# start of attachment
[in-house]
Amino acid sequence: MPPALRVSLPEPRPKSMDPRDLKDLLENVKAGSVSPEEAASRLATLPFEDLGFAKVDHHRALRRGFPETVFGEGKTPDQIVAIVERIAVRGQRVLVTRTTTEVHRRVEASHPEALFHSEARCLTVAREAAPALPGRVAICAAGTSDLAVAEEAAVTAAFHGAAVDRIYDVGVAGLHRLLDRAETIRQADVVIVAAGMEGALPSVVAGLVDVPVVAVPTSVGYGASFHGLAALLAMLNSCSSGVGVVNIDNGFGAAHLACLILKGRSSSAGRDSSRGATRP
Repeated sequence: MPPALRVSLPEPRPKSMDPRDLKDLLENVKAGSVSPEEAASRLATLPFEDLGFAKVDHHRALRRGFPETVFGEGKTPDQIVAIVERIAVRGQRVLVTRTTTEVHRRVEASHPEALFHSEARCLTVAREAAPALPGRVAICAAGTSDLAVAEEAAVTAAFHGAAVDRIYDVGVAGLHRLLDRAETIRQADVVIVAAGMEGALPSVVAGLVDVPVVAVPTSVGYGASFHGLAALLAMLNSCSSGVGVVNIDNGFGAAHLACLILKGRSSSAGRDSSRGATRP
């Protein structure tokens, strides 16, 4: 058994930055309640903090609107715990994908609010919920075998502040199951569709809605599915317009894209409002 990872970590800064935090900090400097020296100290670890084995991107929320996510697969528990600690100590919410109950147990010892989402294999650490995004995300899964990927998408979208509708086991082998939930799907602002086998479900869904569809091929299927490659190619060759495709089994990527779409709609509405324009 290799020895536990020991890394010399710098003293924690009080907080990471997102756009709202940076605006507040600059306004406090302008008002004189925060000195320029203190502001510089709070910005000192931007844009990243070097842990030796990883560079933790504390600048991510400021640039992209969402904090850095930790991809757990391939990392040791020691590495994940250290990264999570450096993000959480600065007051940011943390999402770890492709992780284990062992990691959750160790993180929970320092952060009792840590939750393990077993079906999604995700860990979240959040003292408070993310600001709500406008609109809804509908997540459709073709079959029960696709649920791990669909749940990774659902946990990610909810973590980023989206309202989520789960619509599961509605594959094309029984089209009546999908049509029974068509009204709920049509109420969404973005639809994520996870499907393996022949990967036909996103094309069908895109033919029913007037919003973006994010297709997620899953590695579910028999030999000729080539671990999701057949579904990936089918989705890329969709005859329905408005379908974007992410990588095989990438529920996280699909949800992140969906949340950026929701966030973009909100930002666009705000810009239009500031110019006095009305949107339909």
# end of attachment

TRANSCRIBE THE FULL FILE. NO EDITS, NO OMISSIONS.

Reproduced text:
[in-house]
Amino acid sequence: MPPALRVSLPEPRPKSMDPRDLKDLLENVKAGSVSPEEAASRLATLPFEDLGFAKVDHHRALRRGFPETVFGEGKTPDQIVAIVERIAVRGQRVLVTRTTTEVHRRVEASHPEALFHSEARCLTVAREAAPALPGRVAICAAGTSDLAVAEEAAVTAAFHGAAVDRIYDVGVAGLHRLLDRAETIRQADVVIVAAGMEGALPSVVAGLVDVPVVAVPTSVGYGASFHGLAALLAMLNSCSSGVGVVNIDNGFGAAHLACLILKGRSSSAGRDSSRGATRP
Repeated sequence: MPPALRVSLPEPRPKSMDPRDLKDLLENVKAGSVSPEEAASRLATLPFEDLGFAKVDHHRALRRGFPETVFGEGKTPDQIVAIVERIAVRGQRVLVTRTTTEVHRRVEASHPEALFHSEARCLTVAREAAPALPGRVAICAAGTSDLAVAEEAAVTAAFHGAAVDRIYDVGVAGLHRLLDRAETIRQADVVIVAAGMEGALPSVVAGLVDVPVVAVPTSVGYGASFHGLAALLAMLNSCSSGVGVVNIDNGFGAAHLACLILKGRSSSAGRDSSRGATRP
């Protein structure tokens, strides 16, 4: 058994930055309640903090609107715990994908609010919920075998502040199951569709809605599915317009894209409002 990872970590800064935090900090400097020296100290670890084995991107929320996510697969528990600690100590919410109950147990010892989402294999650490995004995300899964990927998408979208509708086991082998939930799907602002086998479900869904569809091929299927490659190619060759495709089994990527779409709609509405324009 290799020895536990020991890394010399710098003293924690009080907080990471997102756009709202940076605006507040600059306004406090302008008002004189925060000195320029203190502001510089709070910005000192931007844009990243070097842990030796990883560079933790504390600048991510400021640039992209969402904090850095930790991809757990391939990392040791020691590495994940250290990264999570450096993000959480600065007051940011943390999402770890492709992780284990062992990691959750160790993180929970320092952060009792840590939750393990077993079906999604995700860990979240959040003292408070993310600001709500406008609109809804509908997540459709073709079959029960696709649920791990669909749940990774659902946990990610909810973590980023989206309202989520789960619509599961509605594959094309029984089209009546999908049509029974068509009204709920049509109420969404973005639809994520996870499907393996022949990967036909996103094309069908895109033919029913007037919003973006994010297709997620899953590695579910028999030999000729080539671990999701057949579904990936089918989705890329969709005859329905408005379908974007992410990588095989990438529920996280699909949800992140969906949340950026929701966030973009909100930002666009705000810009239009500031110019006095009305949107339909």